Trawling banned in Hong Kong waters

09 Jan 2013
Fishing trawler in Hong Kong waters. © Alan Leung/WWF-Hong Kong

Fishing trawler in Hong Kong waters. © Alan Leung/WWF-Hong Kong

A long-awaited ban on trawling in Hong Kong waters came into effect on 1 January 2013 – it is hoped that the ban will increase fish numbers.

WWF-Hong Kong has been campaigning for this ban since 2005 and sees it as a bold and encouraging step taken by the government on local marine conservation.

It is hoped that populations of marine fish such as croakers and groupers will increase by 20-30% from now on. WWF has said it hopes that the Hong Kong government will continue to provide support to the affected fishers and help them switch to other livelihoods such as marine eco-tourism.

The fishing practice of trawling has resulted in catching different marine species at random and damaging the seabed over the past few decades. It is also believed to be one of the main reasons leading to the almost collapsed status of the marine ecosystem in Hong Kong. According to fisheries scientists, it was predicted that five years after the implementation of the trawling ban, populations of squid and cuttlefish would increase by 40% and reef fish by 10-20%.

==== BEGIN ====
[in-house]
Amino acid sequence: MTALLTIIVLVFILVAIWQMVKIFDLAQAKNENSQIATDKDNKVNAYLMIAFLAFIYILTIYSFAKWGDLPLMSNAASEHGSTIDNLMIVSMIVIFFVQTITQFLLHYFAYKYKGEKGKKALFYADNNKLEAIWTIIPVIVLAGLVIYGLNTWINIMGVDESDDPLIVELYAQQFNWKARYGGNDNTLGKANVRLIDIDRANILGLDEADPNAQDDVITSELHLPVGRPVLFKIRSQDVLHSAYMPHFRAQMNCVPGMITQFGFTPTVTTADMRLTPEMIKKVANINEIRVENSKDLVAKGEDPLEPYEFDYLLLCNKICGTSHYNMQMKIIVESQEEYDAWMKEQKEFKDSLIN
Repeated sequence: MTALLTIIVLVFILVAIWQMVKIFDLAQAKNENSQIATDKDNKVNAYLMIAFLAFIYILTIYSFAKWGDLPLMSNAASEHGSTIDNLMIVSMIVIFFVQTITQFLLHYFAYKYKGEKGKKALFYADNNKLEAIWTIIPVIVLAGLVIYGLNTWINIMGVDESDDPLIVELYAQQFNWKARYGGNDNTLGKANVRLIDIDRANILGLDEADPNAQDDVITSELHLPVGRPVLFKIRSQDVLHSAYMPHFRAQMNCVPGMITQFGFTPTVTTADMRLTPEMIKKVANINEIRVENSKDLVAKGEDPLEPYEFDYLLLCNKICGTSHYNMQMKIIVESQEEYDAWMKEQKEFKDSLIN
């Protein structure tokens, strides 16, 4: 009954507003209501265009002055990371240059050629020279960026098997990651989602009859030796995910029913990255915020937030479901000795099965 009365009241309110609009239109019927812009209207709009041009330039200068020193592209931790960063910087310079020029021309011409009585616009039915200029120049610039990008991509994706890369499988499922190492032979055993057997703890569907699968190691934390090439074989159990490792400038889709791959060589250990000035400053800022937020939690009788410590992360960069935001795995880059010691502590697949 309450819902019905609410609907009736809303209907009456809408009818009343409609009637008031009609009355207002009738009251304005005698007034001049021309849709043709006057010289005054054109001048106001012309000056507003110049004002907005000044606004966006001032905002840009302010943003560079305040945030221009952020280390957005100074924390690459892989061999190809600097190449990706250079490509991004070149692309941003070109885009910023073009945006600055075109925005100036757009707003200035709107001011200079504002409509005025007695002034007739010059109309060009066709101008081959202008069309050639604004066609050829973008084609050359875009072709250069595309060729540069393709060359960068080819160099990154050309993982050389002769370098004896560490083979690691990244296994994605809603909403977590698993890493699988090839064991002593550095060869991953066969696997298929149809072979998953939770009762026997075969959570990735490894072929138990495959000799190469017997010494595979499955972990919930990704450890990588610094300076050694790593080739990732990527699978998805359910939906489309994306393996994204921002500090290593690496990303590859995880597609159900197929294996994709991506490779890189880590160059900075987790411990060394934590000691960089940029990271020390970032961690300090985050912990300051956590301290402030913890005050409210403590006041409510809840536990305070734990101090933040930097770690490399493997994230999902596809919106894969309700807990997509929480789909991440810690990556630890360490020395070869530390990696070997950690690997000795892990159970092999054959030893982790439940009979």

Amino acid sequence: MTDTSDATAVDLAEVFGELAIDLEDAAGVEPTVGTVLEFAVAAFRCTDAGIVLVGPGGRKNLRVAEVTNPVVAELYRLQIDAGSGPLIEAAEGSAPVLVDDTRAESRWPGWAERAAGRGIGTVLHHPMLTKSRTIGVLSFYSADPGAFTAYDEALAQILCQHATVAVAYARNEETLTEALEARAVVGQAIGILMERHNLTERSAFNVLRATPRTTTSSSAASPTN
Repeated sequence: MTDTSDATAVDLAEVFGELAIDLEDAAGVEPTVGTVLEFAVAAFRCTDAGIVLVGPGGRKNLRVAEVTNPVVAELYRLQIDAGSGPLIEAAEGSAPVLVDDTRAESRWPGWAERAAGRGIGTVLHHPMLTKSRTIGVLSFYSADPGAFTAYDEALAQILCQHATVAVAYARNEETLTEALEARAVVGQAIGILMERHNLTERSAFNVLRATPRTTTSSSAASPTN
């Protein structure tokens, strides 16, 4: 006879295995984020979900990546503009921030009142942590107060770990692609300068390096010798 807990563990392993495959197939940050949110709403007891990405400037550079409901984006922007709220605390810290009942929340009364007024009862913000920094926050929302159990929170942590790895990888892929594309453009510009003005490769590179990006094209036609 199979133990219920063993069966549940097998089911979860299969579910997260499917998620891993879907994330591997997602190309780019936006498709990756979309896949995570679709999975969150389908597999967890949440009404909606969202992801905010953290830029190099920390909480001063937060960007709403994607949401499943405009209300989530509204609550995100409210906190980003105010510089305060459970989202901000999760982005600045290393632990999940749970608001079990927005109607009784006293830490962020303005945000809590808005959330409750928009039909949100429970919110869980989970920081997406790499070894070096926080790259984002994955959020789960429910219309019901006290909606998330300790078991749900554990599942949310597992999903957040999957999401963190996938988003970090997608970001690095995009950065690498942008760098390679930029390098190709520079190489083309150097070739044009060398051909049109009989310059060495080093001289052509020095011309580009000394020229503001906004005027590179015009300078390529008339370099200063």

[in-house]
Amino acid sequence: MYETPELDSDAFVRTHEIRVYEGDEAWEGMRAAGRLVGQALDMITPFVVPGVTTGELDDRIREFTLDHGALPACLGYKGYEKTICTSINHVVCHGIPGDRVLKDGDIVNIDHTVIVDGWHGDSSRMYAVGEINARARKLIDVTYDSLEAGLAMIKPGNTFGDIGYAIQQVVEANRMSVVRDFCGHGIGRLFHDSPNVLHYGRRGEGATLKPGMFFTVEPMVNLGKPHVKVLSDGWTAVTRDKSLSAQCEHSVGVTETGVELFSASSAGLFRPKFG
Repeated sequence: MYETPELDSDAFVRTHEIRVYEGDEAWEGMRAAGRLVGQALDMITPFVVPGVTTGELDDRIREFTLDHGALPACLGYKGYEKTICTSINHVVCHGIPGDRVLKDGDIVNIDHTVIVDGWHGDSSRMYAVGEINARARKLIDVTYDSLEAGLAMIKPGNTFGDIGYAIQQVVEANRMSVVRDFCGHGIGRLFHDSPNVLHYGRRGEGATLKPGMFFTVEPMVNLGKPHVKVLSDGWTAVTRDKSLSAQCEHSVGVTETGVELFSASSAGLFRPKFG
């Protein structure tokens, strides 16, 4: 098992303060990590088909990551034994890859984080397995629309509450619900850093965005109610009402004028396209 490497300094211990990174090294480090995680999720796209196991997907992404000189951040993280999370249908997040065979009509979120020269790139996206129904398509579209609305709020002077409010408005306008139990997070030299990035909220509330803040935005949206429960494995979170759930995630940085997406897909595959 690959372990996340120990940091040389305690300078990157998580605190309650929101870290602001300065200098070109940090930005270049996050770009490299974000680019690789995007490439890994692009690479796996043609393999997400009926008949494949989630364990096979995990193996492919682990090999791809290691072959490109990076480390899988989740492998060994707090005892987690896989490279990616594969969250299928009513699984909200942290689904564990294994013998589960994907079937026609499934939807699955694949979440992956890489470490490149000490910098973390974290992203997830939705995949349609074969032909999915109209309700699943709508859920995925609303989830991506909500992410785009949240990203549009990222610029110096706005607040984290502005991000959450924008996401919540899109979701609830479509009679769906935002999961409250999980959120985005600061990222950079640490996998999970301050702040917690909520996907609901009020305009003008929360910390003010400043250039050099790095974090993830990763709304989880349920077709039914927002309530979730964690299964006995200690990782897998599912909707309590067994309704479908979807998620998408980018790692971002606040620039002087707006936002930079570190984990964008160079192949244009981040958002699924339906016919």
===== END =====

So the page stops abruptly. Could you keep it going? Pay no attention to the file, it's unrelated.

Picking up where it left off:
In the long term, it is believed that the increase in fish catch will result in the stability of supply and quality of local seafood, and the public will also be able to enjoy a healthier marine environment.

Responding to the argument that trawling ban may impact the livelihoods of fishermen, Samantha Lee, senior conservation officer, marine of WWF-Hong Kong stated that, “WWF has been actively engaging with fishing communities, marine related business operators and the government for one year. We believe that developing marine eco-tourism would unlock the potential of the sea and provide viable alternative livelihoods for the fishermen. WWF also urges the government to continue to help the affected fishers to switch jobs, consult the relevant stakeholders and formulate a holistic policy towards sustainable marine eco-tourism.”

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